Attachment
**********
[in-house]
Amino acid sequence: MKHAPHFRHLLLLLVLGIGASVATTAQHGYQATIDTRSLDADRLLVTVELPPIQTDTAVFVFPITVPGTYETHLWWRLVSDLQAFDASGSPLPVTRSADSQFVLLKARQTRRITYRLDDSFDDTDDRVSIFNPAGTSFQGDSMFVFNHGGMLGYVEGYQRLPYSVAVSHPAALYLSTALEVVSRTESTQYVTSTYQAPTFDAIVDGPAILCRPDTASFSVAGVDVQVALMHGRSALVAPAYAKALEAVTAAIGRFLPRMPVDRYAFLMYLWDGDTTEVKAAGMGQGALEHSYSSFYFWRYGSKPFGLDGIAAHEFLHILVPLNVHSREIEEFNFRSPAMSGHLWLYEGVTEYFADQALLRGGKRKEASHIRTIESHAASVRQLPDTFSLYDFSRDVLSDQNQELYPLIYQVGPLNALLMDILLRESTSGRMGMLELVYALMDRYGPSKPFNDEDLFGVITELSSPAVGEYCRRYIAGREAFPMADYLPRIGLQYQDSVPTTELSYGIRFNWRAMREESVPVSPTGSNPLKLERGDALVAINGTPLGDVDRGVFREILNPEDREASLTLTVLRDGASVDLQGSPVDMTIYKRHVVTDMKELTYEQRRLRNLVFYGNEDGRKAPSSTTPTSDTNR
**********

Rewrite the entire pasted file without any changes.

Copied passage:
[in-house]
Amino acid sequence: MKHAPHFRHLLLLLVLGIGASVATTAQHGYQATIDTRSLDADRLLVTVELPPIQTDTAVFVFPITVPGTYETHLWWRLVSDLQAFDASGSPLPVTRSADSQFVLLKARQTRRITYRLDDSFDDTDDRVSIFNPAGTSFQGDSMFVFNHGGMLGYVEGYQRLPYSVAVSHPAALYLSTALEVVSRTESTQYVTSTYQAPTFDAIVDGPAILCRPDTASFSVAGVDVQVALMHGRSALVAPAYAKALEAVTAAIGRFLPRMPVDRYAFLMYLWDGDTTEVKAAGMGQGALEHSYSSFYFWRYGSKPFGLDGIAAHEFLHILVPLNVHSREIEEFNFRSPAMSGHLWLYEGVTEYFADQALLRGGKRKEASHIRTIESHAASVRQLPDTFSLYDFSRDVLSDQNQELYPLIYQVGPLNALLMDILLRESTSGRMGMLELVYALMDRYGPSKPFNDEDLFGVITELSSPAVGEYCRRYIAGREAFPMADYLPRIGLQYQDSVPTTELSYGIRFNWRAMREESVPVSPTGSNPLKLERGDALVAINGTPLGDVDRGVFREILNPEDREASLTLTVLRDGASVDLQGSPVDMTIYKRHVVTDMKELTYEQRRLRNLVFYGNEDGRKAPSSTTPTSDTNR